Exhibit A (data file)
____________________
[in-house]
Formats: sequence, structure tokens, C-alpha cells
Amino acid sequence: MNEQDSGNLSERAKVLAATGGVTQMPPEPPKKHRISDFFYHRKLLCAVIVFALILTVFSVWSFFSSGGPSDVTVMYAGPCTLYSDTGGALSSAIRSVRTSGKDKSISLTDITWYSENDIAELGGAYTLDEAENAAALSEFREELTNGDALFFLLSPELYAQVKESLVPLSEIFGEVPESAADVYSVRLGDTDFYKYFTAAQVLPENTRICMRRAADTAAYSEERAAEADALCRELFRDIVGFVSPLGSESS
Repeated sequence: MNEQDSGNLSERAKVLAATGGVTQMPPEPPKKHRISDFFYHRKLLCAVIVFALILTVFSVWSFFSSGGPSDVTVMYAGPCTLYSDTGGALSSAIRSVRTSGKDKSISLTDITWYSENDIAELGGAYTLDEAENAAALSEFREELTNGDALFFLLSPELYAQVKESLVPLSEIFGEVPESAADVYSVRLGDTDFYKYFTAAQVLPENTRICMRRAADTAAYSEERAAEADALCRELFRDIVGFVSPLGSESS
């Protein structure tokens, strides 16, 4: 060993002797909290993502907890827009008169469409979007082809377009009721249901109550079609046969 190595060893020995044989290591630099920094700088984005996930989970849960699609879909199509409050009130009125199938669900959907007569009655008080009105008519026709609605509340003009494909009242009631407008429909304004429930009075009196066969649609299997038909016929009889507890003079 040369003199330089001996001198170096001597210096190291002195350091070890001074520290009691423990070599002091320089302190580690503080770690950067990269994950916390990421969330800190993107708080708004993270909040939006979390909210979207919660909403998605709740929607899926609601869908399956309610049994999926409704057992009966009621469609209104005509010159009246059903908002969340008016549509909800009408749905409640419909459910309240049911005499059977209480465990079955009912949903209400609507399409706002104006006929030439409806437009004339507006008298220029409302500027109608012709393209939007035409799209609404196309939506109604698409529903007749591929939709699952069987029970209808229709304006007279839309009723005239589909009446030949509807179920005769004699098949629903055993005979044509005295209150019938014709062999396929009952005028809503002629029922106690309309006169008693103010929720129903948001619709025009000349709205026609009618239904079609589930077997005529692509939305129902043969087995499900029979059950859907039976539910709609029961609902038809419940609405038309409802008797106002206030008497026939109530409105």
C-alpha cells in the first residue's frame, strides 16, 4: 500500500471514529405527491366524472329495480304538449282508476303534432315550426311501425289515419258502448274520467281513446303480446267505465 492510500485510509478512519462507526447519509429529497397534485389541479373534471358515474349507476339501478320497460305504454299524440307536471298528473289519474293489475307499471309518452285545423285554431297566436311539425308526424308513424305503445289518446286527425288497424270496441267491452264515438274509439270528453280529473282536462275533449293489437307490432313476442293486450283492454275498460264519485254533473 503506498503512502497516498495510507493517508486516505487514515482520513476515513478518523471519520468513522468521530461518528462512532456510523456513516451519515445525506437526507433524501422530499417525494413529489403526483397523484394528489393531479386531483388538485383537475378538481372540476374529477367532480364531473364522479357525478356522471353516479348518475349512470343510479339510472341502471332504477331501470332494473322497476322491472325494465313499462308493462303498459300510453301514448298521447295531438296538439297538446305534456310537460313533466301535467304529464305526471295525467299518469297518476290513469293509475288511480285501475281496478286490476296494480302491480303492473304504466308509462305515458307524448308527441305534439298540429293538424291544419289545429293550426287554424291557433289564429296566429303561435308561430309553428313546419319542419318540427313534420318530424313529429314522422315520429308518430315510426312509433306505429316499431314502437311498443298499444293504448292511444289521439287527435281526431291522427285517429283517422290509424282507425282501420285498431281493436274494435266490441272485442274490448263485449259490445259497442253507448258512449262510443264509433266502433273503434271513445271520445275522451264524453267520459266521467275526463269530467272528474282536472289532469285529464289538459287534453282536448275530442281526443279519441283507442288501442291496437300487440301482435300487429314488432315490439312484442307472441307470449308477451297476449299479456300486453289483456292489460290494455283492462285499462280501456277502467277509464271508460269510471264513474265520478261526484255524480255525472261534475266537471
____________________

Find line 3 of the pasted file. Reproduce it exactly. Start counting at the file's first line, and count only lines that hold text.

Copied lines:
Amino acid sequence: MNEQDSGNLSERAKVLAATGGVTQMPPEPPKKHRISDFFYHRKLLCAVIVFALILTVFSVWSFFSSGGPSDVTVMYAGPCTLYSDTGGALSSAIRSVRTSGKDKSISLTDITWYSENDIAELGGAYTLDEAENAAALSEFREELTNGDALFFLLSPELYAQVKESLVPLSEIFGEVPESAADVYSVRLGDTDFYKYFTAAQVLPENTRICMRRAADTAAYSEERAAEADALCRELFRDIVGFVSPLGSESS